By Neha Khetrapal (Jindal Institute of Behvaioural Sciences)
In this comment piece, Dr Neha Khetrapal reflects on the interactions between climate change and religious traditions. Several pertinent questions emerge in the midst of the reflection: Can ‘human exceptionalism’ lead us away from conservation? Will the world witness a new religion at the end of the Anthropocene Epoch? If there is hope for a more nature-friendly religion, will we have new symbolising deities, mermaids?
Neo-Paganism in the Present and of the Future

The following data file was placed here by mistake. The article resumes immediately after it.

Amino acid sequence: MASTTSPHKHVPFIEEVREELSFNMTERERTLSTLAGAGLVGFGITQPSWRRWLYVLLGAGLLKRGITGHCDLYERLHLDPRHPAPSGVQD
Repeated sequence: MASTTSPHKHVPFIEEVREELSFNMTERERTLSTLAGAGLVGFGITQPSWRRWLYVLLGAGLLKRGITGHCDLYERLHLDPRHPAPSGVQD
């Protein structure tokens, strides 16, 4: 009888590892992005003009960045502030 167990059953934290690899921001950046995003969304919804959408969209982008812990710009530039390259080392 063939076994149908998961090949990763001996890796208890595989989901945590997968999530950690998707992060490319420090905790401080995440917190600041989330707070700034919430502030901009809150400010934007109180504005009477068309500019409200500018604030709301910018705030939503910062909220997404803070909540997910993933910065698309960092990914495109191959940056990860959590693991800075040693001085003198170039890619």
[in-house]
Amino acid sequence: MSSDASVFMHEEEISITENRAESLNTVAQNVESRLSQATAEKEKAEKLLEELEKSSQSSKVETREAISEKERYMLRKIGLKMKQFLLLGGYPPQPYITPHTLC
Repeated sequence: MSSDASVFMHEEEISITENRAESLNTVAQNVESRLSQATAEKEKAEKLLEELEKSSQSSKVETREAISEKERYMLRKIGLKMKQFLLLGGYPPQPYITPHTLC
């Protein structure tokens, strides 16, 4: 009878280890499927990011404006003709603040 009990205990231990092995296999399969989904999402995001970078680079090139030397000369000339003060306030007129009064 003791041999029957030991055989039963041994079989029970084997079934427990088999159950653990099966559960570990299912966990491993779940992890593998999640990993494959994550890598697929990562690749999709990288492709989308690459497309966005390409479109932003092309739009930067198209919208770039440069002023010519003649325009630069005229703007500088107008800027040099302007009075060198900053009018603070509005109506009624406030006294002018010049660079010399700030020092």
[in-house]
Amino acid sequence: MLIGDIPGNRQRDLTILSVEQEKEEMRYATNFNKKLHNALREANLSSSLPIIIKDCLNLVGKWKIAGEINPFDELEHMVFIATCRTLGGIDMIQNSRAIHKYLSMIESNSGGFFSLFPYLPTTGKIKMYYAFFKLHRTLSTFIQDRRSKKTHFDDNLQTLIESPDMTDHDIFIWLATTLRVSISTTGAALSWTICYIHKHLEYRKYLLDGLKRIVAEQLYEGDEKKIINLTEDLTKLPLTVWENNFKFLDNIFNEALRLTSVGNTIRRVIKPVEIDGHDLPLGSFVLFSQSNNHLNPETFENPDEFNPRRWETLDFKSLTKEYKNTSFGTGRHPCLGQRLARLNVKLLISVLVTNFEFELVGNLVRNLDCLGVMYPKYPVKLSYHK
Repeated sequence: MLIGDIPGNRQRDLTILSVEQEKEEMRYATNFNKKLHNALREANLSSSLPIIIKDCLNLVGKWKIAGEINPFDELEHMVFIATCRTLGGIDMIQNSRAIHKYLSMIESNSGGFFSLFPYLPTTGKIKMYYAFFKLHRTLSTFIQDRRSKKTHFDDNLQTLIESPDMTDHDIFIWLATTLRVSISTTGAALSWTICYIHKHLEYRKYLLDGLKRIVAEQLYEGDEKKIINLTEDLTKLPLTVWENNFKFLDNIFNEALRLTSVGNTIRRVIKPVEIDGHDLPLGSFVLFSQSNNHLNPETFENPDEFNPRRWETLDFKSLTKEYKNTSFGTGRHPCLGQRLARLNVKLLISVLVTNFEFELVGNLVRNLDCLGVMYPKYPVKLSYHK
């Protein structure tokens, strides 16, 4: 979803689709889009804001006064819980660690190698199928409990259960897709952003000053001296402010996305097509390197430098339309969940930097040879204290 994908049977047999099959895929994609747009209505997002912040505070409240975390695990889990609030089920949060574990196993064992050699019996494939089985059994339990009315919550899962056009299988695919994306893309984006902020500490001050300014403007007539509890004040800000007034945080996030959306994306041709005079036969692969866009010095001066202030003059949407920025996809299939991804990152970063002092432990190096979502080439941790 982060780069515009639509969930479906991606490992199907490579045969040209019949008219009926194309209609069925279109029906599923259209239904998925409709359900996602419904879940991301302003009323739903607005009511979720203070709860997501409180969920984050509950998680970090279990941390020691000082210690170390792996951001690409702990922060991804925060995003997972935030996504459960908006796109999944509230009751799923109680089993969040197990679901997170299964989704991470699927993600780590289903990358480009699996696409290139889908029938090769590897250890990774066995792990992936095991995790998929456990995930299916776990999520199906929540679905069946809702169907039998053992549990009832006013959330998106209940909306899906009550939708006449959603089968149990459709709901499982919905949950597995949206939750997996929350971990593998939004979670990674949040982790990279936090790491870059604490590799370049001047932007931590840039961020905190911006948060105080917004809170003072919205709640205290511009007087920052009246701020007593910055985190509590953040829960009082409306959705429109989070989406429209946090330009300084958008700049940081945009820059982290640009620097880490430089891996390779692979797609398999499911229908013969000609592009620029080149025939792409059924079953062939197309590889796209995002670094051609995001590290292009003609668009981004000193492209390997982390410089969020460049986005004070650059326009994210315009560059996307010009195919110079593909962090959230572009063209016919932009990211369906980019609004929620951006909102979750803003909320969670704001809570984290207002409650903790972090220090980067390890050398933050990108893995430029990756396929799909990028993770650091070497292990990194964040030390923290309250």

A family visits a non-frequented island in the Indian subcontinent where they witness waves crashing on the pristine beaches, strewn with rocky capes. The preschooler on holiday thinks aloud that the rocky capes need to bathe and hence, waves are present in our world. The child’s description gives us a peek into our tendency to understand nature and naturally occurring entities as intentionally designed, irrespective of our age. We may be inclined to label the agentive intentional stance as primitive in nature in contrast to the physical-causal mechanistic explanations. However, ontogenetic development paints a different picture. If children have recourse to agentive conceptualisations, then this reasoning may have significantly coloured our worldview, especially in times when pedagogy was not targeted at overcoming such forms of thinking in classrooms.